With a menu that changes daily, and consisting of only two choices for each course, along with no chance to peruse the menu beforehand, a meal here is sort of like a mystery train ride. Chez Nous is housed in a small, cozy building which makes you feel like you’ve somehow been beamed to the south of France. But it’s the Mediterranean influences (southern France, northern Italy and Spain) that really transport you.
Mushroom Salad at Chez Nous

The day we visited the appetizer choices were a Raw Button Mushroom Salad or a Tuna Nicoise Salad. We shared the mushroom salad, which sounded very mundane in print, but was a joy to eat. Fresh, thinly sliced mushrooms, simply tossed with shaved Parmigiana Reggiano, bright parsley, and one of the best olive oils (Molino la Condesa) I’ve ever had. This salad was sublime. 
Stewed Octopus at Chez Nous

Our main course choices were Stewed Octopus with Butterbeans and Potatoes, or a Roast Chicken with Sautéed Radicchio. To fully experience this charming restaurant, we ordered one of each and shared. The chicken was “roast chicken perfection.” When you dream of the ultimate French countryside roast chicken with crisped skin and super moist meat, this is it. And the stewed octopus? One of the best things I’ve ever eaten. Ever. I’ve never had such tender octopus. The broth was so delicious we asked for extra bread to sop it up. Our server suggested two lovely wines to accompany our dishes, and we indulged in the kind of long, relaxed lunch that don’t come along too often.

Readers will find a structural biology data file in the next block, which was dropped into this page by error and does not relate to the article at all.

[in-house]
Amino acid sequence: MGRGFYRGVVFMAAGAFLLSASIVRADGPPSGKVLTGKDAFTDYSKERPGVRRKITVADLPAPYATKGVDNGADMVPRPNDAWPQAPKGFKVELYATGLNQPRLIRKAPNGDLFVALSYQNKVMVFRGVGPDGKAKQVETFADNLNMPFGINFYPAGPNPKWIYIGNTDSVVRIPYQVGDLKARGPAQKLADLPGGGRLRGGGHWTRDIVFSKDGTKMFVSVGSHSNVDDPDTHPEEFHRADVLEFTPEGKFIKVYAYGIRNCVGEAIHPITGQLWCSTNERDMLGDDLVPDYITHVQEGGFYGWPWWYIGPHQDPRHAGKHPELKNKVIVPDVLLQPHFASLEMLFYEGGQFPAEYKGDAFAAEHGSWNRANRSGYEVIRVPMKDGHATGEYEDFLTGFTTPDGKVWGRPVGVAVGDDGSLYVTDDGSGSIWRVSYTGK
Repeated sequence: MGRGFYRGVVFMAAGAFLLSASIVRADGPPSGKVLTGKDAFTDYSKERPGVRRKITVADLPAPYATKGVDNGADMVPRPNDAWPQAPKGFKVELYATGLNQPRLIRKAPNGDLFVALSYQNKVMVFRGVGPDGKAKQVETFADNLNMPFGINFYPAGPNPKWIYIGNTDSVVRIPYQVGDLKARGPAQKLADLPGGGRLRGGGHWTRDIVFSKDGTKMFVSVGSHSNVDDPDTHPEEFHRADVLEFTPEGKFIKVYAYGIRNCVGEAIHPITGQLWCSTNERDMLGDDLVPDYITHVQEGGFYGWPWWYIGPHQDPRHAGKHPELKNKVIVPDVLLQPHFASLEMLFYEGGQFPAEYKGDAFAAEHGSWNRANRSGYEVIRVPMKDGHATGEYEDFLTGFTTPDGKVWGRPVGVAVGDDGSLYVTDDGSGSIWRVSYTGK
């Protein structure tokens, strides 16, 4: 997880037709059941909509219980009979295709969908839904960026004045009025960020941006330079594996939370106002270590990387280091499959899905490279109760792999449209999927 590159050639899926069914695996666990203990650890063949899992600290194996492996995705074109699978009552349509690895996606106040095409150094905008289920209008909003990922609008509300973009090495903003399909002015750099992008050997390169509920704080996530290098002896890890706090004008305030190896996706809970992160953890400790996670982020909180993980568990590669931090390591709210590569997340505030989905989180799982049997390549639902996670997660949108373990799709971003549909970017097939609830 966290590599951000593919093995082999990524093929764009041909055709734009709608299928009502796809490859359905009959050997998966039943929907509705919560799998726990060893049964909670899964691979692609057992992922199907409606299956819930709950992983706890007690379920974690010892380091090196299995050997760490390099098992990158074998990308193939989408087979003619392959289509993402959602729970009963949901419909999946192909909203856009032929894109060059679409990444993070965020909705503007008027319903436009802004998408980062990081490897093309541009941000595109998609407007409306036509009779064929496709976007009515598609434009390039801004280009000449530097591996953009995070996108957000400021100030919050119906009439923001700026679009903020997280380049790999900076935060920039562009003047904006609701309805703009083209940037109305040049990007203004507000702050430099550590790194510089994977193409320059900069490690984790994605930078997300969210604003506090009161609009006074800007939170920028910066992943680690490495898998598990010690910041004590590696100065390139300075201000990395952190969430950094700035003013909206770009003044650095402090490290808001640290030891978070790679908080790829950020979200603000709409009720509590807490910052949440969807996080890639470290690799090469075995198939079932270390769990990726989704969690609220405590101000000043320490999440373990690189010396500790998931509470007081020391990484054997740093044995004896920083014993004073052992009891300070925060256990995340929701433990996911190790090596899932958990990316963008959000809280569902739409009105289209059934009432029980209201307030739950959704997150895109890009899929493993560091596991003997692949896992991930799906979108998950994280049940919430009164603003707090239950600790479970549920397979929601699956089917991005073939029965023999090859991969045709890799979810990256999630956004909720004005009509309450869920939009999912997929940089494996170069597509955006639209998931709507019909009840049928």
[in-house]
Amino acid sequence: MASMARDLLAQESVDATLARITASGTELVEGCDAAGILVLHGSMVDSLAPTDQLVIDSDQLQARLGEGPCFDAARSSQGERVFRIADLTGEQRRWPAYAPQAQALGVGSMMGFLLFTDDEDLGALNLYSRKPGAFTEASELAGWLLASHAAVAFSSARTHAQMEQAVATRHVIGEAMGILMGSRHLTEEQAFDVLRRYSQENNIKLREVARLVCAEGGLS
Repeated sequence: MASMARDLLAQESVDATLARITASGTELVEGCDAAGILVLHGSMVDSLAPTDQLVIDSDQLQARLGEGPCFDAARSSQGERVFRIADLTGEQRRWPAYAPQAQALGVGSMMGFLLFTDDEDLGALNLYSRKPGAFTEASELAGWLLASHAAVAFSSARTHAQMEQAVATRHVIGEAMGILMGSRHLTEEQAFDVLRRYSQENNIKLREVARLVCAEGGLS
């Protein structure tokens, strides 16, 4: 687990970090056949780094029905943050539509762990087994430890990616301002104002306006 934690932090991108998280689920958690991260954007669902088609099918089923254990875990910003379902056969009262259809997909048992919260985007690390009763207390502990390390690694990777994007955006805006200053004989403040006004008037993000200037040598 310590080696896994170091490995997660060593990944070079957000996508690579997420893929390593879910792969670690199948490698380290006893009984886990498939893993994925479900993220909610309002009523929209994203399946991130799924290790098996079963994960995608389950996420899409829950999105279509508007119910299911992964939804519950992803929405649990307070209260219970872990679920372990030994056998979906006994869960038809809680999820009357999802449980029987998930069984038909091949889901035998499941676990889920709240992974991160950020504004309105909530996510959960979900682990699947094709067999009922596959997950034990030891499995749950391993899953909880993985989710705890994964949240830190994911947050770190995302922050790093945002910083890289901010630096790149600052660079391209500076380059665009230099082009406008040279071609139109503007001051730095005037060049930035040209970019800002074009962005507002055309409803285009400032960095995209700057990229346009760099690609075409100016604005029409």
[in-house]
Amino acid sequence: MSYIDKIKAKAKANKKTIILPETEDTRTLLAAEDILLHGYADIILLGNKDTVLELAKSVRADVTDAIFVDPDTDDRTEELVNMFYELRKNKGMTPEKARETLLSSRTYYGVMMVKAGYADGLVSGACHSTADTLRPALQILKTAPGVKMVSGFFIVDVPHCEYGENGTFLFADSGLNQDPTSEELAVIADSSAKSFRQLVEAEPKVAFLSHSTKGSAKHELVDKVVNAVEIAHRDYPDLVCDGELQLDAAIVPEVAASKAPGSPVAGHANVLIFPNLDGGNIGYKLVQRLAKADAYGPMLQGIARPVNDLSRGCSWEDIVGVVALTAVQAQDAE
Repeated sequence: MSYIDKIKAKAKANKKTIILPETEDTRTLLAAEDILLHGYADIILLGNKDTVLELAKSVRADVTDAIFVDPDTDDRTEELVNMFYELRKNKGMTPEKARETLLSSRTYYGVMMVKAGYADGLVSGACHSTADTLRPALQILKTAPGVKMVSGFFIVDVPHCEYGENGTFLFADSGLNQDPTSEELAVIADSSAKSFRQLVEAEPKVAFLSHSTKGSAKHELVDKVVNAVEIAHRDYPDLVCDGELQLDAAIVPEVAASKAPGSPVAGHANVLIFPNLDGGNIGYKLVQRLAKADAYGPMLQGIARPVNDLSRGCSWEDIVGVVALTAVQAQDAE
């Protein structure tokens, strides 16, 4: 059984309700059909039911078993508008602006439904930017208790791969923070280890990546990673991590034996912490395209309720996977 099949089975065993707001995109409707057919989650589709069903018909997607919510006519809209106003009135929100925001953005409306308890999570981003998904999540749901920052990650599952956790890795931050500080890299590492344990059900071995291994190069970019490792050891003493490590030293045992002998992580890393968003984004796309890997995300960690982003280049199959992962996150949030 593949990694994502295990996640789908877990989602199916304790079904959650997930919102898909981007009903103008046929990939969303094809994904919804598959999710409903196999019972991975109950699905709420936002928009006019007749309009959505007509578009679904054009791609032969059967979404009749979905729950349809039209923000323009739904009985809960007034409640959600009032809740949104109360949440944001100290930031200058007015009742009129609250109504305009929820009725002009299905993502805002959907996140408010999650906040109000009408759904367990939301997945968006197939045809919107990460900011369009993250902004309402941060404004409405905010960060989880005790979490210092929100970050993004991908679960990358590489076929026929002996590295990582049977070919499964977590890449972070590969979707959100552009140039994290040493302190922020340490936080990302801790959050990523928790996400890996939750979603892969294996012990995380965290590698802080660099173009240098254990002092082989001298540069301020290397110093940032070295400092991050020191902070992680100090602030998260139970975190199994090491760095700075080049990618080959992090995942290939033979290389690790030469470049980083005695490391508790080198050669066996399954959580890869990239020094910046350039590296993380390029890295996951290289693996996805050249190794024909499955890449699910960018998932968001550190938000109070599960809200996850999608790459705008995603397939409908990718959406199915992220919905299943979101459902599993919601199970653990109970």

Luscious Ricotta Cake at Chez Nous

Dessert?  Lemon Mousse or Ricotta Cake with Fresh Berry Compote? No decision dilemma here - definitely the Ricotta Cake. Fabulously light, creamy, flavorful, with a side of sweet berries. This is the kind of lunch you do not want to end. 
Gardens at the Heyward-Washington House